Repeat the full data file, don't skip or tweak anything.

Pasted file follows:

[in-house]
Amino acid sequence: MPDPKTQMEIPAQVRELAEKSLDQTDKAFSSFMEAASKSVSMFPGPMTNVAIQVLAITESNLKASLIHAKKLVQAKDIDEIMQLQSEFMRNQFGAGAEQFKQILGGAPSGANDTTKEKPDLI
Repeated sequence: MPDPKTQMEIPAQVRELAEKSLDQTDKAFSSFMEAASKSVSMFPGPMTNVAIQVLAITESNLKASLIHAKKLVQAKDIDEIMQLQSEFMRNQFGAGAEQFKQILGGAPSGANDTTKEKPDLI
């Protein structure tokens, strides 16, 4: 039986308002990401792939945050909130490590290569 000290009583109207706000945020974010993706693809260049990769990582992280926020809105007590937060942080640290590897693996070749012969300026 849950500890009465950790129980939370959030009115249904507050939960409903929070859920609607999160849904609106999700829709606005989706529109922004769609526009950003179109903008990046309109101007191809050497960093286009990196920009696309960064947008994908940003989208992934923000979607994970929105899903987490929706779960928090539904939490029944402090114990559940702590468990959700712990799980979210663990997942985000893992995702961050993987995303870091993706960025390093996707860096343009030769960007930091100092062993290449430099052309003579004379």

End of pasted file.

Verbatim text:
[in-house]
Amino acid sequence: MPDPKTQMEIPAQVRELAEKSLDQTDKAFSSFMEAASKSVSMFPGPMTNVAIQVLAITESNLKASLIHAKKLVQAKDIDEIMQLQSEFMRNQFGAGAEQFKQILGGAPSGANDTTKEKPDLI
Repeated sequence: MPDPKTQMEIPAQVRELAEKSLDQTDKAFSSFMEAASKSVSMFPGPMTNVAIQVLAITESNLKASLIHAKKLVQAKDIDEIMQLQSEFMRNQFGAGAEQFKQILGGAPSGANDTTKEKPDLI
């Protein structure tokens, strides 16, 4: 039986308002990401792939945050909130490590290569 000290009583109207706000945020974010993706693809260049990769990582992280926020809105007590937060942080640290590897693996070749012969300026 849950500890009465950790129980939370959030009115249904507050939960409903929070859920609607999160849904609106999700829709606005989706529109922004769609526009950003179109903008990046309109101007191809050497960093286009990196920009696309960064947008994908940003989208992934923000979607994970929105899903987490929706779960928090539904939490029944402090114990559940702590468990959700712990799980979210663990997942985000893992995702961050993987995303870091993706960025390093996707860096343009030769960007930091100092062993290449430099052309003579004379």